Students from the Kindergarten class

Rules for Grown-ups: A Socratic Dialogue with Pre-K Students

The other day I forgot to take my shoes off when I entered the classroom. This is against our Pre-K classroom rules and my students were quick to point out my offense. I appreciated their candour, apologized, and promptly removed my shoes. Puzzled at my response, one of my students responded, “But you don’t have rules—you’re a teacher!”

“Teachers have rules,” I replied, “Everyone has rules.”

“Yeah, but grown-ups make the rules. You can make the rules however you want.”

“Some rules can be made however grown-ups want. Not all teachers have rules about keeping shoes off in class and that’s okay.”

“Yeah, like in Mrs. Katrib’s class we keep our shoes on”

“That’s right.”

“Why do you have to follow your own rules? Can’t you change them?”

“Well, I only make rules I think are good rules. I made the rule about taking our shoes off inside because our dirty shoes make my carpet dirty. My shoes are dirty because I was walking outside in the mud with you all. All of our shoes are too dirty for inside the classroom.”

“Yeah, your shoes are really dirty. You should wash them.”

“I suppose so”

“Does God follow rules?” asked another student.

Before I could respond another student jumped in. “Well God is Jesus and Jesus is the boss of everyone so He makes all the rules. And Mrs. Cogburn has to follow Jesus because Jesus is her boss.”

One of my students looked at me through squinted eyes, “Is that true? Is Jesus really your boss?”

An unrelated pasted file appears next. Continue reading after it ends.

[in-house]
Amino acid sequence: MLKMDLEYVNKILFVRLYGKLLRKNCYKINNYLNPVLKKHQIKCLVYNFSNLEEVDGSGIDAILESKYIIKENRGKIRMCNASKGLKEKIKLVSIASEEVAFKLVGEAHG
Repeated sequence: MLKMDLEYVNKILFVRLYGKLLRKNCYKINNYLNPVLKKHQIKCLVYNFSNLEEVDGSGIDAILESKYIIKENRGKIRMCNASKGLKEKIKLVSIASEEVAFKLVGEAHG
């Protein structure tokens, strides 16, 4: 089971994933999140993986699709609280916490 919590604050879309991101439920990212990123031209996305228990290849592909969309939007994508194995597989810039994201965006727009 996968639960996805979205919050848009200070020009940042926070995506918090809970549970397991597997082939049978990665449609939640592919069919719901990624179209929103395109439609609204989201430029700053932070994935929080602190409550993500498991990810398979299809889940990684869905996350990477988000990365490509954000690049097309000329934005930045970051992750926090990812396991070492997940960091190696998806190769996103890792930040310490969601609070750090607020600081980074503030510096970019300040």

I laughed, “Yes, yes He is.”

“Do you always follow His rules?”

“I try to, but sometimes I don’t.”

“Do you have to go to your House Head then?” 

(our system of school discipline appears to have made an impression)

“Sort of. I go to talk to my priest.”

At this point, a large mosquito hawk invaded our room and the dialogue was cut short. The day continued on, but this exchange has continued to make me think about how to communicate to students that rules can be created for the sake of love and not the sake of power. Teachers are in the same boat as kids, we all need to follow the good rules of those who truly love us.

(For those wondering, this was a real dialogue I had with my Pre-K students. Due credit belongs to them for providing me with their thoughts and questions. As for the mosquito hawk, it was eventually shooed out of the room.)


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